Tough guy

I don’t have a lot of experience with people who settle differences with their fists, but I grew up in New York with my eyes and ears open, and even had some amount of practical enlightenment. If you present yourself as a tough guy in that society, you are likely to have to back it up at some point, and maybe have your precise toughness index gauged experimentally.  I was surprised to hear Trump going on about how hard he was going to hit Michael Bloomberg, and some other people, for two reasons. First, Bloomberg is a little guy, and Trump acknowledged it; everybody knows from movies and popular culture that real tough guys usually make a point of picking on someone their size. In fact, one way you recognize the heavy is that he beats on smaller people.  Second, I am unaware of any occasion in which Trump has demonstrated any degree of physical courage; no football, no water polo, no skiing black diamonds, no fistfights; no military service, nothing. Not part of his known history; well, except for that little tiff with Ivana.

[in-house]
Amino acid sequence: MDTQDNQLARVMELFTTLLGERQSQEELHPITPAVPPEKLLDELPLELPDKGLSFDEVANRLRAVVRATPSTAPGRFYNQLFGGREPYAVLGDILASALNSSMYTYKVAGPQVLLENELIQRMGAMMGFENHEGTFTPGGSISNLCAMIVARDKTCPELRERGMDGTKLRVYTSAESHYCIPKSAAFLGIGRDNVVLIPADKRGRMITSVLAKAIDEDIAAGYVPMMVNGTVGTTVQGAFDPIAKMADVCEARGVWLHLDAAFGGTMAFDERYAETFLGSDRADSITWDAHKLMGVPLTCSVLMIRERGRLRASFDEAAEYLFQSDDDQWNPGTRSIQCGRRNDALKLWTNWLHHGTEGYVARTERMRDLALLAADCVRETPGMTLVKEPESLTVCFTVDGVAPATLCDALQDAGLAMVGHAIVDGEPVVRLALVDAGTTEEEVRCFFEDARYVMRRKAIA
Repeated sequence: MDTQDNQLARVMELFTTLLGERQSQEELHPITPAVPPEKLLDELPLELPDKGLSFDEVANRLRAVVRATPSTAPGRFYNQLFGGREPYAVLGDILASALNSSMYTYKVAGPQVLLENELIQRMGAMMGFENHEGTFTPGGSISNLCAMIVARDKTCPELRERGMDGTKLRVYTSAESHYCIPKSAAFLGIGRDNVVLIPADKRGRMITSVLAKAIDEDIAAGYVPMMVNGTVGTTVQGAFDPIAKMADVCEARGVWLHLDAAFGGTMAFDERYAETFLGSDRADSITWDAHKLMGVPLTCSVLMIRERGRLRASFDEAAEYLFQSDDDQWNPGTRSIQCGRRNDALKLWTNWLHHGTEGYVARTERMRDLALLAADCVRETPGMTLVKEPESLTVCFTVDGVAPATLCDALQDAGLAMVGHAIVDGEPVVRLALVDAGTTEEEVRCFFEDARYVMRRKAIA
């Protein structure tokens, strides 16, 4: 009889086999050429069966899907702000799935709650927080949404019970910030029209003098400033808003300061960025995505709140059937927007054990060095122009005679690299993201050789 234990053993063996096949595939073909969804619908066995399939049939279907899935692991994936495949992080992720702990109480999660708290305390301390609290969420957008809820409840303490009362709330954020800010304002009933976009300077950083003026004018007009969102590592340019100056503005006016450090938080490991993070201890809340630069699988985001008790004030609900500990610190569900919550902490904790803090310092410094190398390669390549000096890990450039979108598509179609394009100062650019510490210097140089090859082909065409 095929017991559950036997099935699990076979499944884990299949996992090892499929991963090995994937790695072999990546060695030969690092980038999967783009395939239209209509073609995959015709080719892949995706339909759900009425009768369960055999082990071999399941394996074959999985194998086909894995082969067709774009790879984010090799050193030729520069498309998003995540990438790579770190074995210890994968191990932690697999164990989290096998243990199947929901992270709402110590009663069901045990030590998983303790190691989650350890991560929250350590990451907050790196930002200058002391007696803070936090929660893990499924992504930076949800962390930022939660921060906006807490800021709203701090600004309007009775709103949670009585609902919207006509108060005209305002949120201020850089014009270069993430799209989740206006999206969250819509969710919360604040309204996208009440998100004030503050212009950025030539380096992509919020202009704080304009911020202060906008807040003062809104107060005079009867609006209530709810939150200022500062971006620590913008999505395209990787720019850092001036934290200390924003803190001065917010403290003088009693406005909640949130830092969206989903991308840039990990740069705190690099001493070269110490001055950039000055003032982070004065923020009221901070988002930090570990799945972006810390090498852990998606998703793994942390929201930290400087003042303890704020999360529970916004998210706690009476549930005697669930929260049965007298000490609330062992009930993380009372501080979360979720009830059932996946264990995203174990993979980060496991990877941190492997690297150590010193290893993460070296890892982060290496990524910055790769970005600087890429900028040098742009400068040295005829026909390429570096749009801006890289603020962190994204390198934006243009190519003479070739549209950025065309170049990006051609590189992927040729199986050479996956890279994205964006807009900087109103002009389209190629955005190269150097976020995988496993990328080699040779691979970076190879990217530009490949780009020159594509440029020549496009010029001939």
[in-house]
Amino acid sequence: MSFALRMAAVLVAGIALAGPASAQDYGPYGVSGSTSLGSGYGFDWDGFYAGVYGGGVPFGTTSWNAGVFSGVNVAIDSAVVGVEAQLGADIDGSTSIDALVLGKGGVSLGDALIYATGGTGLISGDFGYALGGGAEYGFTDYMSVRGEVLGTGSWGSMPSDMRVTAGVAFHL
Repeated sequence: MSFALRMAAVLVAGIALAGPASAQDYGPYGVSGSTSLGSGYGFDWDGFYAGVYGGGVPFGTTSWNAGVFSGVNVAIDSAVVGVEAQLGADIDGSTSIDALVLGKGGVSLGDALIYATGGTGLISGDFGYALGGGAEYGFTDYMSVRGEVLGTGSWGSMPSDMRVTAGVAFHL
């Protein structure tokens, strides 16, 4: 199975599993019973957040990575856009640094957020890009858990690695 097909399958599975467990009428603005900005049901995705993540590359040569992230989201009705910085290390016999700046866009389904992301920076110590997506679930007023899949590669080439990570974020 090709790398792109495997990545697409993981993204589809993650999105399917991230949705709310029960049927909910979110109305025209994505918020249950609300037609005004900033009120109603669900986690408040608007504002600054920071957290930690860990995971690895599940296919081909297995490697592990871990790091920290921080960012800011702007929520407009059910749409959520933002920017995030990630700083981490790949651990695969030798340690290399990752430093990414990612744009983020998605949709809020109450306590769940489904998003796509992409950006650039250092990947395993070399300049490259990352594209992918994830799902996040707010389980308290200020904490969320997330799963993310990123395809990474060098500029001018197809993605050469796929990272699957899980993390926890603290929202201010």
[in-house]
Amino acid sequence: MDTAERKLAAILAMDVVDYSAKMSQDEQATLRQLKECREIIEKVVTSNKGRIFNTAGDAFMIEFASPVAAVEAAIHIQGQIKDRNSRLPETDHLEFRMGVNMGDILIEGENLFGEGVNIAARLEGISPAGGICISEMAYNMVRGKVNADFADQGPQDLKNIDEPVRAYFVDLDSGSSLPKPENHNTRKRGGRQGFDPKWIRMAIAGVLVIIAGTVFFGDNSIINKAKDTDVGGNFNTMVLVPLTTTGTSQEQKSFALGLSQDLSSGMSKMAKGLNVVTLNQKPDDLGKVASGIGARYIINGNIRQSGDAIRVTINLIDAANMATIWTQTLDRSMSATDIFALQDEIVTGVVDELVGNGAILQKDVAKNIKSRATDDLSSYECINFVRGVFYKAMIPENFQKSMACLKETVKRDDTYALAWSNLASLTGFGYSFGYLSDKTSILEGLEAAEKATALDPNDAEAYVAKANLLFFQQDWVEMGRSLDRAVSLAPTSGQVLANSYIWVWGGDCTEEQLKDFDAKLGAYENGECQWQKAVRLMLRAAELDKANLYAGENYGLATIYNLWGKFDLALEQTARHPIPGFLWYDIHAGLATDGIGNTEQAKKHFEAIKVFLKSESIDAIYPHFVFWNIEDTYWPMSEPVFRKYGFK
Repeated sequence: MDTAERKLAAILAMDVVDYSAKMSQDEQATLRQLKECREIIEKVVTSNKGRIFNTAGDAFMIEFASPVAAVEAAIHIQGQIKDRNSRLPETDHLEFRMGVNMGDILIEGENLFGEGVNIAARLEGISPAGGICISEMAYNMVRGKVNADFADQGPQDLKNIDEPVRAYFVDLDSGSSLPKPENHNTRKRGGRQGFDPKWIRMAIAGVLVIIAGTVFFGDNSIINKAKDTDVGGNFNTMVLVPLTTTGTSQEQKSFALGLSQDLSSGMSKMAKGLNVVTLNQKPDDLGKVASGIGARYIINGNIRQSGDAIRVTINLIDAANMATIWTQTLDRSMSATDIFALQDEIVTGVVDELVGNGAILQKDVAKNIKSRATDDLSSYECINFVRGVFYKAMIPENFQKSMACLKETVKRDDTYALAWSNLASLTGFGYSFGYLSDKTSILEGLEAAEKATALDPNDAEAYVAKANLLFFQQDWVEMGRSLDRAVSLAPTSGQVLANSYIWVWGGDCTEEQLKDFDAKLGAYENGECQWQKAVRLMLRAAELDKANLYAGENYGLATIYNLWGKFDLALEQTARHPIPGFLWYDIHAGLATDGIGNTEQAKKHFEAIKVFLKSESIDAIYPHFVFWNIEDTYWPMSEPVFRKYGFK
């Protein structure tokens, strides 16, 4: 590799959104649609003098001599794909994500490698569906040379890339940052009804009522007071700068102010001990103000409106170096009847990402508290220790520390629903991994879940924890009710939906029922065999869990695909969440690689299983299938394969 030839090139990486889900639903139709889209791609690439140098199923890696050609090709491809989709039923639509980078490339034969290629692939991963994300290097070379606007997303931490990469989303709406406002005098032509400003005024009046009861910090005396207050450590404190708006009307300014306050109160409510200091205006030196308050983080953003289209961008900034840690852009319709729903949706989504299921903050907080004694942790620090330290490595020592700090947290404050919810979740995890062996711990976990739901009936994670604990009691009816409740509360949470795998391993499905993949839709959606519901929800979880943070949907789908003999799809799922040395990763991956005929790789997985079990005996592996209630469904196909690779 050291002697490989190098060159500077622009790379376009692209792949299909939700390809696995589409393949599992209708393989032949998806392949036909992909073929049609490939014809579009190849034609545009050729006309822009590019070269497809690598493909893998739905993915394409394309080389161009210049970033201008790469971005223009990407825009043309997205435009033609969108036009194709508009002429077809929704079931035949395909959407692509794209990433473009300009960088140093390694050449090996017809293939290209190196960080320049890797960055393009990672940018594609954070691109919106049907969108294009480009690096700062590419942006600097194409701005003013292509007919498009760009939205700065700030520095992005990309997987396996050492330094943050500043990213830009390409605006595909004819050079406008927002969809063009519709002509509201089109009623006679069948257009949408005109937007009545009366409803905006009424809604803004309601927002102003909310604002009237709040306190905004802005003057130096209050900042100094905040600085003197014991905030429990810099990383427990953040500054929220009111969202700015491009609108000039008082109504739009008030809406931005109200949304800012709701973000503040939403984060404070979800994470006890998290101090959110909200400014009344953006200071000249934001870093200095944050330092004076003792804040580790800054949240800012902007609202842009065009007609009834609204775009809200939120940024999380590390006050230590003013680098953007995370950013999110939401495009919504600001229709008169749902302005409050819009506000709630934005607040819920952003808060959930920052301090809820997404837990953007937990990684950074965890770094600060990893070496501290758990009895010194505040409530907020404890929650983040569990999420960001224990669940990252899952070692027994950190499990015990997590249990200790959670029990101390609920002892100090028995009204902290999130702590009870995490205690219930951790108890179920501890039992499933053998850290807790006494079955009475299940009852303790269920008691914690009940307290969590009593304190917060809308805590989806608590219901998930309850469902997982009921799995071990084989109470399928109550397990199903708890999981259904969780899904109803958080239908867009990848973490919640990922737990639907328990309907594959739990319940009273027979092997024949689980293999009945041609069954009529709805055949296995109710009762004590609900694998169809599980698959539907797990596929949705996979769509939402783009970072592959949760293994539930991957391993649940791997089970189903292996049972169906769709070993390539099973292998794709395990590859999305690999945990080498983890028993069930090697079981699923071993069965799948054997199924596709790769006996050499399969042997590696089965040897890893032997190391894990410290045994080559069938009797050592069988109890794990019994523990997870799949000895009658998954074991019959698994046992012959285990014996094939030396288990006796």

A day or two later he walked it back, saying of course he meant hit with words and his rapier wit. Master of metaphor, and the smirking walkback, our Donald. But I’m still a little surprised at the original threat. I realize he’s spent his life in private schools and safe places, and I recall how quickly he dove behind the Secret Service agent when a guy jumped on the stage at a rally.  But does anyone know of anything that could dilute the ridicule entailed by this improvisation? He didn’t say, “I’m going to borrow a couple of my friend Vladimir’s goons and have them hit these people”, he made it clear he meant to clench up his little fists and do it himself.


Author: Michael O'Hare